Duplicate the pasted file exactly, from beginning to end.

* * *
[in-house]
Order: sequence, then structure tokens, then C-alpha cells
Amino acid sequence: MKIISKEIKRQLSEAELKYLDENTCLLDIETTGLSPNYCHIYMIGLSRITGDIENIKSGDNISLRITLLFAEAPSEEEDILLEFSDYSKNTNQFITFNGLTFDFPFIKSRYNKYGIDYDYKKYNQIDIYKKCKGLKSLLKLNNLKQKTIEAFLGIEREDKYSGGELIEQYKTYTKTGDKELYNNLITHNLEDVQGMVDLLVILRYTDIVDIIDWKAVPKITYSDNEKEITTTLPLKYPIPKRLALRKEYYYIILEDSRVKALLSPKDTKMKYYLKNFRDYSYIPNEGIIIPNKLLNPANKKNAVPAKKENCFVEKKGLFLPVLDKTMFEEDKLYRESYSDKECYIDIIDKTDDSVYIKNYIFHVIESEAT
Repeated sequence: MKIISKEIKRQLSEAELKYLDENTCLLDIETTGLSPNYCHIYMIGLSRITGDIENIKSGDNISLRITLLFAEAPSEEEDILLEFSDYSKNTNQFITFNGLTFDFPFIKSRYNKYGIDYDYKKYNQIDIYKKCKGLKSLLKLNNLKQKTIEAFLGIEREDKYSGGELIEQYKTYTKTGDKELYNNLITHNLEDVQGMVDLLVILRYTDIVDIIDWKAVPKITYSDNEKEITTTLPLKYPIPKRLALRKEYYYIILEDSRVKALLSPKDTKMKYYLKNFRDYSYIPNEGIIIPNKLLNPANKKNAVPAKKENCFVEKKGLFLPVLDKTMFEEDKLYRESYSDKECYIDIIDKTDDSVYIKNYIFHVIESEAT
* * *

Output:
[in-house]
Order: sequence, then structure tokens, then C-alpha cells
Amino acid sequence: MKIISKEIKRQLSEAELKYLDENTCLLDIETTGLSPNYCHIYMIGLSRITGDIENIKSGDNISLRITLLFAEAPSEEEDILLEFSDYSKNTNQFITFNGLTFDFPFIKSRYNKYGIDYDYKKYNQIDIYKKCKGLKSLLKLNNLKQKTIEAFLGIEREDKYSGGELIEQYKTYTKTGDKELYNNLITHNLEDVQGMVDLLVILRYTDIVDIIDWKAVPKITYSDNEKEITTTLPLKYPIPKRLALRKEYYYIILEDSRVKALLSPKDTKMKYYLKNFRDYSYIPNEGIIIPNKLLNPANKKNAVPAKKENCFVEKKGLFLPVLDKTMFEEDKLYRESYSDKECYIDIIDKTDDSVYIKNYIFHVIESEAT
Repeated sequence: MKIISKEIKRQLSEAELKYLDENTCLLDIETTGLSPNYCHIYMIGLSRITGDIENIKSGDNISLRITLLFAEAPSEEEDILLEFSDYSKNTNQFITFNGLTFDFPFIKSRYNKYGIDYDYKKYNQIDIYKKCKGLKSLLKLNNLKQKTIEAFLGIEREDKYSGGELIEQYKTYTKTGDKELYNNLITHNLEDVQGMVDLLVILRYTDIVDIIDWKAVPKITYSDNEKEITTTLPLKYPIPKRLALRKEYYYIILEDSRVKALLSPKDTKMKYYLKNFRDYSYIPNEGIIIPNKLLNPANKKNAVPAKKENCFVEKKGLFLPVLDKTMFEEDKLYRESYSDKECYIDIIDKTDDSVYIKNYIFHVIESEAT